Giant pumpkin grower has big dreams

Richard Larson has his eyes on the prize at area competitions
By: Eileen Wilson gold country news service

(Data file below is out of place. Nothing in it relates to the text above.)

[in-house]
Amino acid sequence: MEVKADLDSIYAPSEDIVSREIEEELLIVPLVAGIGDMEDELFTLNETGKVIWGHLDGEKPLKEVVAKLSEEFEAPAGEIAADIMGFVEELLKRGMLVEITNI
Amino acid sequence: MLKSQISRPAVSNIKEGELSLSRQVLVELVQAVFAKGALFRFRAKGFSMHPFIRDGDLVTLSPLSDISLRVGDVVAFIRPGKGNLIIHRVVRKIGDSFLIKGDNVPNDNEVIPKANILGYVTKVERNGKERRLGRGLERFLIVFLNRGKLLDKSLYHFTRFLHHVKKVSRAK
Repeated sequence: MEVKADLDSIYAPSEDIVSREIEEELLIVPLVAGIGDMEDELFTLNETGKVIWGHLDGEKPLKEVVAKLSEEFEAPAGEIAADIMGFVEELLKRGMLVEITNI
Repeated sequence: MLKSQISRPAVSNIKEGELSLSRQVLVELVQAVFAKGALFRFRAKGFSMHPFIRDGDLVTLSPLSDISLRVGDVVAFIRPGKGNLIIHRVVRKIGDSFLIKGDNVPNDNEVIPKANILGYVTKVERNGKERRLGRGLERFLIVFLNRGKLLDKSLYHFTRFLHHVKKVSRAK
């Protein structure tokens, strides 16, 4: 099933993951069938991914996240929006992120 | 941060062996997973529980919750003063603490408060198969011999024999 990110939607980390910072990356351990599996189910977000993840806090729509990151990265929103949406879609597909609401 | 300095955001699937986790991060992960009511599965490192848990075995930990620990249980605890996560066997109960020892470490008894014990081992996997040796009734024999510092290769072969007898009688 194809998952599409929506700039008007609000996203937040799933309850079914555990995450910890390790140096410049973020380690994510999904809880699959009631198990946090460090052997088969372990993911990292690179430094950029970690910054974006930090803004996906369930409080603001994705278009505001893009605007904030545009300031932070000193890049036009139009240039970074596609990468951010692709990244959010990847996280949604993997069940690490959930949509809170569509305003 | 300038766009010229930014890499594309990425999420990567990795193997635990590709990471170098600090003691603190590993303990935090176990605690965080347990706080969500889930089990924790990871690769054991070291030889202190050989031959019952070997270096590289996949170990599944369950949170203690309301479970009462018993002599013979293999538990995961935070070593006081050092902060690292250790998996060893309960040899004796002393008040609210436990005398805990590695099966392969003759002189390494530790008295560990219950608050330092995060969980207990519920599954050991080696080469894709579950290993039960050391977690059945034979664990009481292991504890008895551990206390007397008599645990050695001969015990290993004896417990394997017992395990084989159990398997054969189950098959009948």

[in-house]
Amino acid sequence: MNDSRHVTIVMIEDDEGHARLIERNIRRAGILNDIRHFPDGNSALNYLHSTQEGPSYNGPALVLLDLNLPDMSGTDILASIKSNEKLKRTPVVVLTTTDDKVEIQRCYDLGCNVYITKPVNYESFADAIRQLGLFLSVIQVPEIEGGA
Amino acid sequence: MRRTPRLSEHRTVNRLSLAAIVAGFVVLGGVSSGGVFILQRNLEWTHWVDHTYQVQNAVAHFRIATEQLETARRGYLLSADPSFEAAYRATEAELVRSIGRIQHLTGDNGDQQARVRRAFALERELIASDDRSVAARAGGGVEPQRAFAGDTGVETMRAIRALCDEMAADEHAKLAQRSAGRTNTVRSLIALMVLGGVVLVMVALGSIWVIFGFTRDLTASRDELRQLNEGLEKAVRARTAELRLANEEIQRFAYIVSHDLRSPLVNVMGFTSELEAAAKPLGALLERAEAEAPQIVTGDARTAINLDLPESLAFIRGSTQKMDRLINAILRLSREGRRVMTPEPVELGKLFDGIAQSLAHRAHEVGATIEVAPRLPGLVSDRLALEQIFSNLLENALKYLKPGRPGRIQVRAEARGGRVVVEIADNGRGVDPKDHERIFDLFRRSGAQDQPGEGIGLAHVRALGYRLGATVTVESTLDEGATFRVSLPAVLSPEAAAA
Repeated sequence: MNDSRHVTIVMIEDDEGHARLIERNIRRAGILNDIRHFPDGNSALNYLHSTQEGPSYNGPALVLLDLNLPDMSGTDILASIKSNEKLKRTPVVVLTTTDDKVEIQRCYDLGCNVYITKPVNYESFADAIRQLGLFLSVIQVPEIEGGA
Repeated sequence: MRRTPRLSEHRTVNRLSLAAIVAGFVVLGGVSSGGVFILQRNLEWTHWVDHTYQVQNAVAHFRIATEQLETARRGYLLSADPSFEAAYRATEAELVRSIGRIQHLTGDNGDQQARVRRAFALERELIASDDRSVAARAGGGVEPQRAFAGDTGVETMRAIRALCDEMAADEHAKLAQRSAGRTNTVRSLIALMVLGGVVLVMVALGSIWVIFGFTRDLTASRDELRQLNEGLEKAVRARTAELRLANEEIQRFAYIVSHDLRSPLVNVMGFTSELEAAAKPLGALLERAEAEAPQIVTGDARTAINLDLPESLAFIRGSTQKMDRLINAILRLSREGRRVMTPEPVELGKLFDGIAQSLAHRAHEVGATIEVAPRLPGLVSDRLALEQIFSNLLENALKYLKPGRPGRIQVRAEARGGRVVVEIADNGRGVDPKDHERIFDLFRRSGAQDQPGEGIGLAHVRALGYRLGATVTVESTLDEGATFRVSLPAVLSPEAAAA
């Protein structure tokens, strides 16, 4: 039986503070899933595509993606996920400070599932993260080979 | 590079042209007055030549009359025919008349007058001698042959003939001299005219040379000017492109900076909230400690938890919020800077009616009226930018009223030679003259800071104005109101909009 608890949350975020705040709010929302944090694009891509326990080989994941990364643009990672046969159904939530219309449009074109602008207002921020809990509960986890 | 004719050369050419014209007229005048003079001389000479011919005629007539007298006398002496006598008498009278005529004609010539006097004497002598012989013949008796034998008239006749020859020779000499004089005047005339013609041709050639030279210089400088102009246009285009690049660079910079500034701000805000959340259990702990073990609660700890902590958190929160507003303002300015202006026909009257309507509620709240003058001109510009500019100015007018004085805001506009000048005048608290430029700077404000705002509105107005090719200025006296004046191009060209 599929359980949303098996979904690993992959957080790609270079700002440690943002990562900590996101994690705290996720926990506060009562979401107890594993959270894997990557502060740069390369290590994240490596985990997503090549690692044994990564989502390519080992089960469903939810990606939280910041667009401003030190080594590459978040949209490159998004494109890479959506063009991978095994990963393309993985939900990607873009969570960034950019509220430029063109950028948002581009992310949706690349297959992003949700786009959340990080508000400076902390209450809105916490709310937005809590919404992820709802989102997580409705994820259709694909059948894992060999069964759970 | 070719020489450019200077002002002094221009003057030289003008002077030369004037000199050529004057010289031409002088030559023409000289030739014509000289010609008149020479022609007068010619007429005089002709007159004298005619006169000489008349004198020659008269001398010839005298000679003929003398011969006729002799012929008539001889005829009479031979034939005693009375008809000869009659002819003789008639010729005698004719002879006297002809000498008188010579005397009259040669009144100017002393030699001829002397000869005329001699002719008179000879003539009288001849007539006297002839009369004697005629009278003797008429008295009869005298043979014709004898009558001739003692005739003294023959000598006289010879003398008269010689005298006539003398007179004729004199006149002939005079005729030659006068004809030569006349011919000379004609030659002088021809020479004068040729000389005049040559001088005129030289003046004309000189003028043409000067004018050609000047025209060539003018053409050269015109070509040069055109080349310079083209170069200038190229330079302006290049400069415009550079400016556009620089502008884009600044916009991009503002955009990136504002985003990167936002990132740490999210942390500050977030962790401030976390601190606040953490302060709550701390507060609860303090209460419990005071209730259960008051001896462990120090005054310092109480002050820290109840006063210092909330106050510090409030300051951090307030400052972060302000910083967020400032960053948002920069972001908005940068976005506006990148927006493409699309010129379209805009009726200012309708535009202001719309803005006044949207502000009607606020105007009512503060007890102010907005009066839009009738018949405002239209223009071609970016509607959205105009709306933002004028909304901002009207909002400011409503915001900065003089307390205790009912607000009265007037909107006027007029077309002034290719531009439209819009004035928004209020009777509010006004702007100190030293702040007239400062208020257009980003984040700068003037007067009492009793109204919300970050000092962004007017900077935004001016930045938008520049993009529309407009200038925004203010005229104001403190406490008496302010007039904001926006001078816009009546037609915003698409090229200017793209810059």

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It’s the great pumpkin, Charlie Brown — five great pumpkins, to be exact. When it comes to growing great pumpkins, Richard Larson has the skills. A balance of soil pH, nutrients, and perfectly amended earth helps. But it’s a blend of science, nature and luck that gets the fabulous fruit to reach full potential. “Extra large pumpkins are created by cross pollinating plants with blossoms from award-winning pumpkin plants,” Larson said. “But really, it’s all about the seeds.” According to Larson, the world-record pumpkin is from Canada, and weighed in at a whopping 1,677 pounds — a size he hopes to emulate this year. It’s hard to imagine just how behemoth Larson’s pumpkins are — the size of small cars. He never misses a day tending his overgrown orange babies. “I wake them up every morning, and cover them up every night,” he said of the blankets he uses to cover the mega monsters. Elephant-ear size leaves and vines the circumference of Larson’s arm fill the Granite Bay property that he has inhabited for the last five years. “I have an eighth of an acre here, but it’s all garden,” Larson said. “All the stalks and leaves are like an engine that drives the pumpkin. The pumpkin is grabbing energy from all the leaves.” But there are challenges. “I pluck all but one primary bud and spindle, because I want all the energy to go into just one pumpkin,” Larson said. In addition, he sterilizes the gardening equipment to make sure potential disease is nipped in the bud. “There are so many potential problems — a pumpkin can get vine rot, or worse case, it can burst,” Larson said, explaining that’s exactly what happened to a good friend’s crop this year. While Larson enjoys the growing, he has his eye on the prize. He will transport his giants to several competitions this month, hoping his pumpkins prove to be the biggest and the best. “I’m a pumpkin grower and I’m on a national standing,” he said. “I’ve never had a big winner — only fourth place.” The calculations to determine pumpkin size are complex. Larson expects to have 1,600 pounders, and at the height of their growth, they will gain a whopping 47 pounds per day. “I built my own tripod, and use a one-ton jack and a giant sling to lift them,” Larson said. “And one thing I’ve learned — you do not want to drive down the freeway with a giant pumpkin in the back of your truck. I have to cover the pumpkin up. Otherwise, I would be surrounded by cars, and people staring. It’s enough to cause a car accident.” A winning pumpkin will garner $5 or $6 per pound, and entrants may not enter a pumpkin in more than one competition. “When the competition is over, pumpkin brokers buy the pumpkins,” Larson said. “Last year Jackson Rancheria bought one. They carve it up — the pumpkin wall is over a foot thick, so they can make three dimensional carvings out of it.” Seeds are valuable, too. “People buy seeds from award-winning pumpkins so they can cultivate their own,” Larson said. Larson’s friend, Steven Lehr, is in awe of Larson’s pumpkin-growing facility and the ingenuity. “His operation is very high tech and impressive,” Lehr said. Larson, a real Renaissance man, wasn’t always interested in horticulture. A retired construction superintendent, his interest in growing pumpkins and collecting various gourds is an offshoot of a supernatural experience he had in a haunted Jamestown hotel a few years ago. “My interest in growing great pumpkins is steeped in history,” Larson said. “It goes back to Gold Rush times.” His encounter with a ghost, and a subsequent visit with a psychic encouraged him to grow pumpkins and gourds to ward off evil spirits. Larson has written a book about his date with the supernatural and his experience growing giant pumpkins. He describes it as non-fiction, with a little fiction thrown in. The book, “Life is but a Giant Pumpkin,” can be purchased at area harvest festivals or at rlarson1950 ------------ Auburn Community Festival If you want to see some big pumpkins — we’re talking 1,000-pounders — put the Auburn Community Festival on your calendar. Growers with the heftiest gourd claim a $1,500 prize ($500 more if it’s from Placer County). The scarecrow contest inspires some whimsical creations. Last year’s people’s choice winner was a nightmarish, 15-foot scarecrow ripping apart smaller straw men. There’s a costume contest, pumpkin decorating, kids’ play area and tasty fall treats, all under the charming oak trees of one of Auburn’s nicest parks. When: 10 a.m. to 4 p.m. Saturday, Oct. 16 Where: Recreation Park, 123 Recreation Drive in Auburn Info: www.auburn Phone: (530) 885-8461 Cost: Free